Do all versions of OpenCV run at the same speed?
OpenCV was originally created by Intel to demonstrate how fast Intel CPUs can perform, and therefore the speed performance of OpenCV was of crucial importance. However, OpenCV has recently changed from a low-level image processing C library built for maximum speed, to a higher-level computer vision C++ library. Many cutting-edge techniques are added with each new version of OpenCV, and there have been several quite major changes to the file structure of recent versions of OpenCV as well as the API interface. The good news is that the new C++ interface is usually easier to use than the old C interface, however the bad news is that many functions are now slower than they used to be in previous years! But since the OpenCV developers want everyone to migrate from the old C interface to the new C++ interface, it is not obvious which version of OpenCV should be used for a project. Therefore some timing tests are shown here for 2 very common operations in OpenCV: Hough Line Detection and Haar Face Detection.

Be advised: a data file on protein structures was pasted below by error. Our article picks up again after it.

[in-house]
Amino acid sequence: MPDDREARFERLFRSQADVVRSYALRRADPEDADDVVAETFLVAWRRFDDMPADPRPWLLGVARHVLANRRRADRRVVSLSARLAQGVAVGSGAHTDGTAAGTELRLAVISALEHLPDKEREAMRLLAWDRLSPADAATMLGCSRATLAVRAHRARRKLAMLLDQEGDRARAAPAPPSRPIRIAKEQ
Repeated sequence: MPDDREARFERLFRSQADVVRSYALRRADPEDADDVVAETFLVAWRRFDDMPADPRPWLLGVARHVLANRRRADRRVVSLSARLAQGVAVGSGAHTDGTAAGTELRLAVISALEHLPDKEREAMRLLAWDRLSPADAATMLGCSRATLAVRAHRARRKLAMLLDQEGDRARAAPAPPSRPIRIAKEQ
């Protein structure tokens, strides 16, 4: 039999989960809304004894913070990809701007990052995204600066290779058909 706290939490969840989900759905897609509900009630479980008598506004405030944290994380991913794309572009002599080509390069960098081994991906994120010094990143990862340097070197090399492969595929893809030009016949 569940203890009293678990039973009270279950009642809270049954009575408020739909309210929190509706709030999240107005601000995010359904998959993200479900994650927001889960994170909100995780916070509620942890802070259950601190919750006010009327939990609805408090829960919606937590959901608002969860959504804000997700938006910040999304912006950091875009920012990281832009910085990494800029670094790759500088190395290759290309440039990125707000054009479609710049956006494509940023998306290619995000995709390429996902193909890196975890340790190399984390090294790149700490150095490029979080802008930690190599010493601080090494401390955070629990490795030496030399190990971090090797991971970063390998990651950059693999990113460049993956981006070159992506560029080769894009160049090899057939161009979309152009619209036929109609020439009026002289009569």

Note: These timings are for a single-core. Newer versions of OpenCV take more advantage of multi-core CPUs (eg: using TBB library), so newer versions might actually run faster on multi-core CPUs than older versions, even if the single-threaded performance shown here says the opposite.